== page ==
Griffey, a thirteen-time All-Star and Hall of Famer, blasted 630 home runs during his career, good for eighth all-time in Major League Baseball. Griffey also excelled defensively, as seen by his ten Gold Glove Awards in center field. The record for most straight games with a home run is tied by him (eight, with Don Mattingly and Dale Long)

Jim Thome

Former MLB corner infielder and DH James Howard Thome (born August 27, 1970) is an American baseball player. He spent 22 seasons in the MLB (1991–2012). During his career, he was a part of six different organizations, but the Cleveland Indians were his favorite. Thome was a powerful power hitter who finished his career with 612 home runs (sixth most all-time), 2,328 total hits, 1,699 RBI, and a.276 batting average. On top of that, in 1996, he won a Silver Slugger Award and made five All-Star teams.

Sammy Sosa

Born in the Dominican Republic on November 12, 1968, retired MLB right fielder Samuel Peralta Sosa is of mixed Dominican and American ancestry. He spent 19 years as a professional baseball player, mostly with the Chicago Cubs of Major League Baseball (MLB). The Cubs signed Sosa in 1992 after he had already established himself as one of the game’s top hitters during his time with the Texas Rangers and Chicago White Sox.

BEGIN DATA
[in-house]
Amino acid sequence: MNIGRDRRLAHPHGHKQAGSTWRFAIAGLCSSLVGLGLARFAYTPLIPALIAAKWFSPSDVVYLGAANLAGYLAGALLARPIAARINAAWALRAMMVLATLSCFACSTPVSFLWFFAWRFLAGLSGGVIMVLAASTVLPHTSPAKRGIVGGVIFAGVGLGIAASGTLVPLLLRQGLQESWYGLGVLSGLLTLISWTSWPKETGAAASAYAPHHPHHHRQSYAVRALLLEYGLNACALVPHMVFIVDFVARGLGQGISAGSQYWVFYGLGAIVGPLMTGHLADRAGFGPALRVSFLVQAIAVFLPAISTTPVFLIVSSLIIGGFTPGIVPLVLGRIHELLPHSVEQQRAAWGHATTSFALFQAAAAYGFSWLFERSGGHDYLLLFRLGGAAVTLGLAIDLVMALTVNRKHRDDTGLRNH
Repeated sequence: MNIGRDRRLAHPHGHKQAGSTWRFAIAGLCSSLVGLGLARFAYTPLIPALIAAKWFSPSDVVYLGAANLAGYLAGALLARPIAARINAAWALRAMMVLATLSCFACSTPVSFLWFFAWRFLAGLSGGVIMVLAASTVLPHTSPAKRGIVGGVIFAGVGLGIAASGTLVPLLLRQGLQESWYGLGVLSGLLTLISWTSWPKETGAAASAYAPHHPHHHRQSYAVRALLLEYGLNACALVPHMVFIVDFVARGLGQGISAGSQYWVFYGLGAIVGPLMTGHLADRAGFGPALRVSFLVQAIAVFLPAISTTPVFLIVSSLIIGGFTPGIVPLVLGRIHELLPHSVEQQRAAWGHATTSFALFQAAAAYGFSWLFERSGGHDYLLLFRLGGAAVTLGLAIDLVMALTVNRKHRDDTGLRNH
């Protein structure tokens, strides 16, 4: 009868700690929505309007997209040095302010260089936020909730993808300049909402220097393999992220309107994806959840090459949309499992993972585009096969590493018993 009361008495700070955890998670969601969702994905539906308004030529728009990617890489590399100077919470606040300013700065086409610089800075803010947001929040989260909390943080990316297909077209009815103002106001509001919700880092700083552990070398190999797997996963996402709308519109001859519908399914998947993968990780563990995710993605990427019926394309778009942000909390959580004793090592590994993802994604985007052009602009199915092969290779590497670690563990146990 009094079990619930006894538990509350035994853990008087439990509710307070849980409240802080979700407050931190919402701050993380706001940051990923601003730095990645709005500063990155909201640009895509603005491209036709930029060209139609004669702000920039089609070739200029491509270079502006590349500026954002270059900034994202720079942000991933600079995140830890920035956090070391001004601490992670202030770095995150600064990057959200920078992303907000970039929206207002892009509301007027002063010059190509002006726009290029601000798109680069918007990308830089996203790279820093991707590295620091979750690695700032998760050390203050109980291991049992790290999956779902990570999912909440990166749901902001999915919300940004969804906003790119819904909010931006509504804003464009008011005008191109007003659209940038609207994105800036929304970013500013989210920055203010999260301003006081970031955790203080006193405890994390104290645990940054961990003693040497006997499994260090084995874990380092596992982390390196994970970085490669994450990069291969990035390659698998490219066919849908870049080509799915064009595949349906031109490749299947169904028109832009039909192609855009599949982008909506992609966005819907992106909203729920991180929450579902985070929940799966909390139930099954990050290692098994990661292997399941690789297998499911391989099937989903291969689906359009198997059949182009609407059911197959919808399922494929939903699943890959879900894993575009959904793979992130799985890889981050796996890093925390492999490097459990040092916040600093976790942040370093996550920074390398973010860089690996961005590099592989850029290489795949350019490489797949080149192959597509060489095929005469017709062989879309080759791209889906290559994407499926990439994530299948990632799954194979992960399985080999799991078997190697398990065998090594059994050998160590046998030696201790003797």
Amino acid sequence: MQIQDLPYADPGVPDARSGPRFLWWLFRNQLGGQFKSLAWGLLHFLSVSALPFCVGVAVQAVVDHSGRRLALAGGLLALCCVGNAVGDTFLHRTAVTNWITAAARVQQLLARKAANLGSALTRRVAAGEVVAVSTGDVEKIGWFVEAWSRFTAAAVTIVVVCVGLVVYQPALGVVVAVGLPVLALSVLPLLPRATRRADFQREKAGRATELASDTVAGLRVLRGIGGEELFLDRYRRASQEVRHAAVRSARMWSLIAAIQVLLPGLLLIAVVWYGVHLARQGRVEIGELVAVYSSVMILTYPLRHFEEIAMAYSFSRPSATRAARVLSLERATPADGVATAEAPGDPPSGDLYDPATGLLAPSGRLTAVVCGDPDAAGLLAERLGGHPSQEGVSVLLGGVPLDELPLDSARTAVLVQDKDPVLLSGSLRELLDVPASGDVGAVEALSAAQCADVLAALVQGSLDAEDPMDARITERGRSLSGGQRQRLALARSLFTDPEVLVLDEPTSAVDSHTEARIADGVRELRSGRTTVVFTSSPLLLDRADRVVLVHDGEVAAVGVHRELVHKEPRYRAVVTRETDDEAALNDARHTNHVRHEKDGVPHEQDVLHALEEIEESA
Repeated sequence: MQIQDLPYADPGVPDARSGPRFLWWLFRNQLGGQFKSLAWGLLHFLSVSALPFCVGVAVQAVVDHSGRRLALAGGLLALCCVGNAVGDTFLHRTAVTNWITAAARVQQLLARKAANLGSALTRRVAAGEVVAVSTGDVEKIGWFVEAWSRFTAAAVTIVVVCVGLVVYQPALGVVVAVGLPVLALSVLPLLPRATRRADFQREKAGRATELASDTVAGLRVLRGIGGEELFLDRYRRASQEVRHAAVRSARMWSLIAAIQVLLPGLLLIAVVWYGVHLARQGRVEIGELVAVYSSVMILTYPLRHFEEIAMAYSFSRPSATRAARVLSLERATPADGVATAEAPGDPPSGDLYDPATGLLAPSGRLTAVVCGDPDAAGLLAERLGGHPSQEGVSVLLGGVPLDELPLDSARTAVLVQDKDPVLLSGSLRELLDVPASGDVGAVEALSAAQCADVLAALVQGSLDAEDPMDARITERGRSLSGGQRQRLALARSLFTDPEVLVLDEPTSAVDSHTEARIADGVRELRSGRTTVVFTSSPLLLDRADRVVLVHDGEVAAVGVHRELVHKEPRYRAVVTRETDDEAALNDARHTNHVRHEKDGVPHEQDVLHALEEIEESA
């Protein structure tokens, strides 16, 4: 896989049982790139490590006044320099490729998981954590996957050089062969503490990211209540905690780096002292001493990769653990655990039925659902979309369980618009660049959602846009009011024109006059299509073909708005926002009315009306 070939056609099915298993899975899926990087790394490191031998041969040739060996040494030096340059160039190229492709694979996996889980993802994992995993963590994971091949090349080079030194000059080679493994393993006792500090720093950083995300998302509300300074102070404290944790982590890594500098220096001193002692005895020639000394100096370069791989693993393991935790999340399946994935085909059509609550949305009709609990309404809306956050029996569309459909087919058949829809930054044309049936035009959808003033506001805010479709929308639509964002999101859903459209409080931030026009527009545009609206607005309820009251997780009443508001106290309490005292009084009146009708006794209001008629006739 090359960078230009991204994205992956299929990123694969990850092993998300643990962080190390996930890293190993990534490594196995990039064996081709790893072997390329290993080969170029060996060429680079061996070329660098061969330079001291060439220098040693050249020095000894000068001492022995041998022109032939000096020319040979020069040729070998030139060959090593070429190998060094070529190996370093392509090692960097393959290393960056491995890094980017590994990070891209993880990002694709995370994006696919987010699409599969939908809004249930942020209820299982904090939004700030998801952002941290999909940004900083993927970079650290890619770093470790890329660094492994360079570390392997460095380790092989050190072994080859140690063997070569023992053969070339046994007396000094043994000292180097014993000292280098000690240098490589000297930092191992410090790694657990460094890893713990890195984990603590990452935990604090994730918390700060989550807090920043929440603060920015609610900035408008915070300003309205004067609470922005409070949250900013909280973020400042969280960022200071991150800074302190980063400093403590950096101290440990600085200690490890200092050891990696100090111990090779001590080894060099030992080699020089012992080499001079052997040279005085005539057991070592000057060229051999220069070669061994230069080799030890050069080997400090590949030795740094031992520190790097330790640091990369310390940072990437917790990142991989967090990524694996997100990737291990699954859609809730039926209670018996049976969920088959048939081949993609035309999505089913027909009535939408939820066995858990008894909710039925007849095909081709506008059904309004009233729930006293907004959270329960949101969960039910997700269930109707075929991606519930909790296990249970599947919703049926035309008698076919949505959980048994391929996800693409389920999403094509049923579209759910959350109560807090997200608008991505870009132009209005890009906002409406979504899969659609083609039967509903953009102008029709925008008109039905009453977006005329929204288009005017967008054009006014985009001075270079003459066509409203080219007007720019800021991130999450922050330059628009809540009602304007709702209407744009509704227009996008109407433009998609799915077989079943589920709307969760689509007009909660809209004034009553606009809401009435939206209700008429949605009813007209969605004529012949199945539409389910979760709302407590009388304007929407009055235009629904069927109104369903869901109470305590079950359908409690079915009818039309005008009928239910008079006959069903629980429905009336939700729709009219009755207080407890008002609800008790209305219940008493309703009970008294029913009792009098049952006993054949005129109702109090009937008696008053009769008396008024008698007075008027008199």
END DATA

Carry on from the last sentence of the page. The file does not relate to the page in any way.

Sosa became the fastest player in National League history to achieve 400 home runs in his 1,354th game and 5,273rd at-bat. There have only been nine players in MLB history to reach 600 career home runs, and he is one of them.

Frank Robinson

Former MLB outfielder and manager Frank Robinson (August 31, 1935 – February 7, 2019) was a fixture in the league from 1956 to 1976, during which time he was employed by five different clubs. Robinson was the only player in MLB history to win the Most Valuable Player award in the National League (NL) and the American League (AL).

He won the NL MVP in 1961 after helping lead the Cincinnati Reds to the pennant, and he won the AL MVP in 1966 with the Baltimore Orioles after winning the Triple Crown. In 1966, after guiding the Orioles to a four-game sweep of the Los Angeles Dodgers, he was awarded the Series MVP and helped lead the team to its first World Series championships. Robinson led the Cleveland Indians as a player and manager in 1975, making history as the first African-American manager in Major League Baseball.